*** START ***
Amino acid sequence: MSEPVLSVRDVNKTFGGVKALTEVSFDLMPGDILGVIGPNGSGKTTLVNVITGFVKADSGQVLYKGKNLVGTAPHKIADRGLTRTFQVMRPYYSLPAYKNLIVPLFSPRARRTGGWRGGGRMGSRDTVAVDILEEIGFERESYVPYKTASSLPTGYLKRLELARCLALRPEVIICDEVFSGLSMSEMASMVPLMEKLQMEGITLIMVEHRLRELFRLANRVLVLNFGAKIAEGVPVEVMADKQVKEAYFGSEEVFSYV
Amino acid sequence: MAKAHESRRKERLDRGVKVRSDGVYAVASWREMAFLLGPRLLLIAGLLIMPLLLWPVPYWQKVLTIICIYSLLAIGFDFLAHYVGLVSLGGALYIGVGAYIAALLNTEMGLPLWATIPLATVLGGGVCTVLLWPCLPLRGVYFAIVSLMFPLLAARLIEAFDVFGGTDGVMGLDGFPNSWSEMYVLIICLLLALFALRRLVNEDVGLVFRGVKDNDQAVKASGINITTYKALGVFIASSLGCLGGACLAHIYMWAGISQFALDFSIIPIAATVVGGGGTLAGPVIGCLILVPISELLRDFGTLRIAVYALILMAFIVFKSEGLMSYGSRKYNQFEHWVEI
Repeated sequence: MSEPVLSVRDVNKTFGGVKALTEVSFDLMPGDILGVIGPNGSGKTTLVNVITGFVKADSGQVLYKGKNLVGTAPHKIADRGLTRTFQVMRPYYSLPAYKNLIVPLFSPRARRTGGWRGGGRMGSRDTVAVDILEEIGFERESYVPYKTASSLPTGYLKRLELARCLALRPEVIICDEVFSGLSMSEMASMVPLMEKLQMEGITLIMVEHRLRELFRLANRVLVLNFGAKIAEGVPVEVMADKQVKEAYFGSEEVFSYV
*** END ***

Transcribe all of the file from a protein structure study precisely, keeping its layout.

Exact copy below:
Amino acid sequence: MSEPVLSVRDVNKTFGGVKALTEVSFDLMPGDILGVIGPNGSGKTTLVNVITGFVKADSGQVLYKGKNLVGTAPHKIADRGLTRTFQVMRPYYSLPAYKNLIVPLFSPRARRTGGWRGGGRMGSRDTVAVDILEEIGFERESYVPYKTASSLPTGYLKRLELARCLALRPEVIICDEVFSGLSMSEMASMVPLMEKLQMEGITLIMVEHRLRELFRLANRVLVLNFGAKIAEGVPVEVMADKQVKEAYFGSEEVFSYV
Amino acid sequence: MAKAHESRRKERLDRGVKVRSDGVYAVASWREMAFLLGPRLLLIAGLLIMPLLLWPVPYWQKVLTIICIYSLLAIGFDFLAHYVGLVSLGGALYIGVGAYIAALLNTEMGLPLWATIPLATVLGGGVCTVLLWPCLPLRGVYFAIVSLMFPLLAARLIEAFDVFGGTDGVMGLDGFPNSWSEMYVLIICLLLALFALRRLVNEDVGLVFRGVKDNDQAVKASGINITTYKALGVFIASSLGCLGGACLAHIYMWAGISQFALDFSIIPIAATVVGGGGTLAGPVIGCLILVPISELLRDFGTLRIAVYALILMAFIVFKSEGLMSYGSRKYNQFEHWVEI
Repeated sequence: MSEPVLSVRDVNKTFGGVKALTEVSFDLMPGDILGVIGPNGSGKTTLVNVITGFVKADSGQVLYKGKNLVGTAPHKIADRGLTRTFQVMRPYYSLPAYKNLIVPLFSPRARRTGGWRGGGRMGSRDTVAVDILEEIGFERESYVPYKTASSLPTGYLKRLELARCLALRPEVIICDEVFSGLSMSEMASMVPLMEKLQMEGITLIMVEHRLRELFRLANRVLVLNFGAKIAEGVPVEVMADKQVKEAYFGSEEVFSYV